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Steve Forbes on a fix for Haiti's woes
Forbes - 29 Mar 2004
How to Help Haiti Help Itself
The U.S. should take several important steps to give Haiti a chance to break free from its history of tyranny, anarchy and perpetual poverty.
Tell the IMF to get lost, immediately. No representative of that agency should be allowed near Port-au-Prince. The IMF has done immeasurable harm to developing countries around the world, and Haiti has been a particularly hard-hit victim.
In the late 1980s and early 1990s Haiti's economy began to blossom. Foreign investment started flowing in. Textile factories and other businesses were opened. More and more people were getting decent-paying jobs (by Haitian standards), which enabled them to begin pulling themselves up the economic ladder. But the IMF plied its poisonous brew of budgetary austerity, higher taxe
s and debasement of the currency, particularly after Jean-Bertrand Aristide was restored to power in 1994.
The economic boom collapsed; inflation ensued. We should tell Haiti's new interim government that past debts will be forgiven if basic economic reforms are put in place.
Haiti should enact a flat income tax, somewhere in the range of 10% to 15%. The threshold for being liable for this levy should be set high enough to exclude most of the working population. A similar tax regime should be put in place for businesses. Haiti's economy would quickly flourish, and tax revenues would blossom.
To prevent politicians from plundering people via inflation, Haiti should make the U.S. dollar its legal tender, as several other countries, such as Panama, Ecuador and El Salvador, have done.
The government should also make it easy for people to set up businesses:
Fill out a simple form, and pay a $1 or $2 fee. Like most poor countries, Haiti has made it extremely difficult for entre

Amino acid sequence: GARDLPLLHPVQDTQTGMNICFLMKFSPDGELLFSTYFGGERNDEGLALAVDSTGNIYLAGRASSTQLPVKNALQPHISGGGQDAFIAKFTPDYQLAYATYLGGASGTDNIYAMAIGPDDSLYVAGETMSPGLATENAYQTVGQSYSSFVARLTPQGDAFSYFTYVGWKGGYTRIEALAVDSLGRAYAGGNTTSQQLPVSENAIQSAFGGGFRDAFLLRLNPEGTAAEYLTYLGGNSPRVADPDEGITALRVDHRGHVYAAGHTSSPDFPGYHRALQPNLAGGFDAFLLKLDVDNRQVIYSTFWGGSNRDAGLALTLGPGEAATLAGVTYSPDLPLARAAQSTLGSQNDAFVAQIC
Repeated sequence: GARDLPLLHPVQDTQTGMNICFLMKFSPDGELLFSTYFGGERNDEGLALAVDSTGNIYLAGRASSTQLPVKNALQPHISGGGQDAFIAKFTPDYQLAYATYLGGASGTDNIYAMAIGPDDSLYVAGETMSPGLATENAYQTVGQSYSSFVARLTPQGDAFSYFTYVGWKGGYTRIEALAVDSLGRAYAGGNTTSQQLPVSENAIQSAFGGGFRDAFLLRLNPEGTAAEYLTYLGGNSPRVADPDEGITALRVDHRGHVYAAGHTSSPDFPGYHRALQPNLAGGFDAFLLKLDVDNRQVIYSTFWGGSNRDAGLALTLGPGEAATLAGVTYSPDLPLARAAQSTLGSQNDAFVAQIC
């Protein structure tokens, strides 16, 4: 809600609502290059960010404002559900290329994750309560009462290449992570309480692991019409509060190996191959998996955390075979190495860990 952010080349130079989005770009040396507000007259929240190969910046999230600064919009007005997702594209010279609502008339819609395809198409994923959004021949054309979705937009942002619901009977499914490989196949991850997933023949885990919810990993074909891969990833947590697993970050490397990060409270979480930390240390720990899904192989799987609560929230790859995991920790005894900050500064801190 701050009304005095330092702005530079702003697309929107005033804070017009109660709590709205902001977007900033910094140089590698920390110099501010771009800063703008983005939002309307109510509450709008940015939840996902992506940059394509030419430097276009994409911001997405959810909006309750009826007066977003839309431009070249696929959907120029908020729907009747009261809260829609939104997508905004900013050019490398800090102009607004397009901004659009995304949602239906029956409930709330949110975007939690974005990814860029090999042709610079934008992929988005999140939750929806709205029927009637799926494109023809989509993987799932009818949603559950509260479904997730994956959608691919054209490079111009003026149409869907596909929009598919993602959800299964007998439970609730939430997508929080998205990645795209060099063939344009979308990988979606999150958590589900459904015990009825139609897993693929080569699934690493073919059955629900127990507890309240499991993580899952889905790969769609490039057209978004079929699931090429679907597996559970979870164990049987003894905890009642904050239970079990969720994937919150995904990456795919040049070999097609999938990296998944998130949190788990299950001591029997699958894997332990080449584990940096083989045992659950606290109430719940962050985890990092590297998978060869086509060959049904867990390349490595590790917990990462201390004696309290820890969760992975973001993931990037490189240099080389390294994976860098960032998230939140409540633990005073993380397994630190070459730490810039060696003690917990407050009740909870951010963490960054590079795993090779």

preneurs and merchants to start businesses that operate within the law.
Washington should also encourage Haiti to institute a formal, inclusive property rights system. This would turn the majority of that country's squatters into legal property owners, who would have the rights and protections that we in the U.S. and other Western nations take for granted. Remember that, historically, much of U.S. property law basically codified what people were already doing, i.e., it turned American "squatters" into "pioneers."
Haiti doesn't lack for entrepreneurial energy, as the vibrant and increasingly prosperous Haitian community in the U.S. attests. The country, though, badly needs institutions, monetary/tax laws and arrangements that will enable these entrepreneurial impulses to find a productive outlet at home.
It is profoundly in our interest--and obviously in Haiti's--that these changes come to pass. As businesses proliferate and incomes begin to rise, an emerging middle class will develop t
he civil customs and institutions that make a country less likely to fall into the grip of kleptomaniacal thugs. The nation can then finally achieve a destiny worthy of its heroic overthrow of its French slave masters and its dramatic defeat of Napoleon's troops two centuries ago.
(c) 2004 Forbes Inc.
By Steve Forbes, Forbes